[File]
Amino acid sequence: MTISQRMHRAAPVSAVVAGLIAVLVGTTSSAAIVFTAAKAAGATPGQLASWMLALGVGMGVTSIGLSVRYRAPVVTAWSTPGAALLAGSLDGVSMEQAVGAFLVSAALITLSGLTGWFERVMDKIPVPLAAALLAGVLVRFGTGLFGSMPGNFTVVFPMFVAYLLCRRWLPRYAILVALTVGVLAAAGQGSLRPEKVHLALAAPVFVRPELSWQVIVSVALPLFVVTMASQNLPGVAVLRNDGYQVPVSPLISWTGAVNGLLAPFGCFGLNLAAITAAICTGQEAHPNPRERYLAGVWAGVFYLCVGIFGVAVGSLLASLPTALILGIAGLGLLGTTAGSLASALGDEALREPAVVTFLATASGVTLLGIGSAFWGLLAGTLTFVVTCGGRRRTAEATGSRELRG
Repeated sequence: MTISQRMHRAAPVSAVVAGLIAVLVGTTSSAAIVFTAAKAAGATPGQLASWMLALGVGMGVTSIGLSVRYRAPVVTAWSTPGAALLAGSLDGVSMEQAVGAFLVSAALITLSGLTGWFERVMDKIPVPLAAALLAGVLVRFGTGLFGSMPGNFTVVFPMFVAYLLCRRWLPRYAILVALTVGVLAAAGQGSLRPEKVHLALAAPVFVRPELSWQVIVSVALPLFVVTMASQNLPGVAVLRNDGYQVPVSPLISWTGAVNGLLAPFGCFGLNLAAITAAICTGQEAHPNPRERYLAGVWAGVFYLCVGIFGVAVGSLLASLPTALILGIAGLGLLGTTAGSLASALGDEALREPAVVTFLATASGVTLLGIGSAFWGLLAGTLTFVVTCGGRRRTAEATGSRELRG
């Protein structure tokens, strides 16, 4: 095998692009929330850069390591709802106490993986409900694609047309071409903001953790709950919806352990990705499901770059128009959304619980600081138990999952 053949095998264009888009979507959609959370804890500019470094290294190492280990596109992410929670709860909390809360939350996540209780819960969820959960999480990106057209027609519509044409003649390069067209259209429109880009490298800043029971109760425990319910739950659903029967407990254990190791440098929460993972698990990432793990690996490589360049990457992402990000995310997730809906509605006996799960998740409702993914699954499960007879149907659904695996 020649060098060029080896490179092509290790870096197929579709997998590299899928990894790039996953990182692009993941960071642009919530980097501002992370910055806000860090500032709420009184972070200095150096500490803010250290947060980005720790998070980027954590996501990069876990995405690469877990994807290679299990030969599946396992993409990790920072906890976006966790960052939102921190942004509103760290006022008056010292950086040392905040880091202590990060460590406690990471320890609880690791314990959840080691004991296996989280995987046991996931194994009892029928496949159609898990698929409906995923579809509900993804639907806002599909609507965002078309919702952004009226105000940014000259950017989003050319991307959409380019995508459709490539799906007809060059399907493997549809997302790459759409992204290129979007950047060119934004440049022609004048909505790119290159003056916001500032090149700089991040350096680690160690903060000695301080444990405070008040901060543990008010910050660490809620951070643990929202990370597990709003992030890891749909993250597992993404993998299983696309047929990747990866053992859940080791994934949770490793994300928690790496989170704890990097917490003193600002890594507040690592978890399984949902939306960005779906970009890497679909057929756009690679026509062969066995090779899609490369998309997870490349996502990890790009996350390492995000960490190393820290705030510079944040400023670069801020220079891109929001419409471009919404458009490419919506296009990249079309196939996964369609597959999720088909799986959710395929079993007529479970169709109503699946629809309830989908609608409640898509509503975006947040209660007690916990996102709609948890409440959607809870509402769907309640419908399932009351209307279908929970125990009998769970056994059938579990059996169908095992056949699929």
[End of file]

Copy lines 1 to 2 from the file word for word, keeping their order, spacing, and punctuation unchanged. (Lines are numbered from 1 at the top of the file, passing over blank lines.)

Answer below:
Amino acid sequence: MTISQRMHRAAPVSAVVAGLIAVLVGTTSSAAIVFTAAKAAGATPGQLASWMLALGVGMGVTSIGLSVRYRAPVVTAWSTPGAALLAGSLDGVSMEQAVGAFLVSAALITLSGLTGWFERVMDKIPVPLAAALLAGVLVRFGTGLFGSMPGNFTVVFPMFVAYLLCRRWLPRYAILVALTVGVLAAAGQGSLRPEKVHLALAAPVFVRPELSWQVIVSVALPLFVVTMASQNLPGVAVLRNDGYQVPVSPLISWTGAVNGLLAPFGCFGLNLAAITAAICTGQEAHPNPRERYLAGVWAGVFYLCVGIFGVAVGSLLASLPTALILGIAGLGLLGTTAGSLASALGDEALREPAVVTFLATASGVTLLGIGSAFWGLLAGTLTFVVTCGGRRRTAEATGSRELRG
Repeated sequence: MTISQRMHRAAPVSAVVAGLIAVLVGTTSSAAIVFTAAKAAGATPGQLASWMLALGVGMGVTSIGLSVRYRAPVVTAWSTPGAALLAGSLDGVSMEQAVGAFLVSAALITLSGLTGWFERVMDKIPVPLAAALLAGVLVRFGTGLFGSMPGNFTVVFPMFVAYLLCRRWLPRYAILVALTVGVLAAAGQGSLRPEKVHLALAAPVFVRPELSWQVIVSVALPLFVVTMASQNLPGVAVLRNDGYQVPVSPLISWTGAVNGLLAPFGCFGLNLAAITAAICTGQEAHPNPRERYLAGVWAGVFYLCVGIFGVAVGSLLASLPTALILGIAGLGLLGTTAGSLASALGDEALREPAVVTFLATASGVTLLGIGSAFWGLLAGTLTFVVTCGGRRRTAEATGSRELRG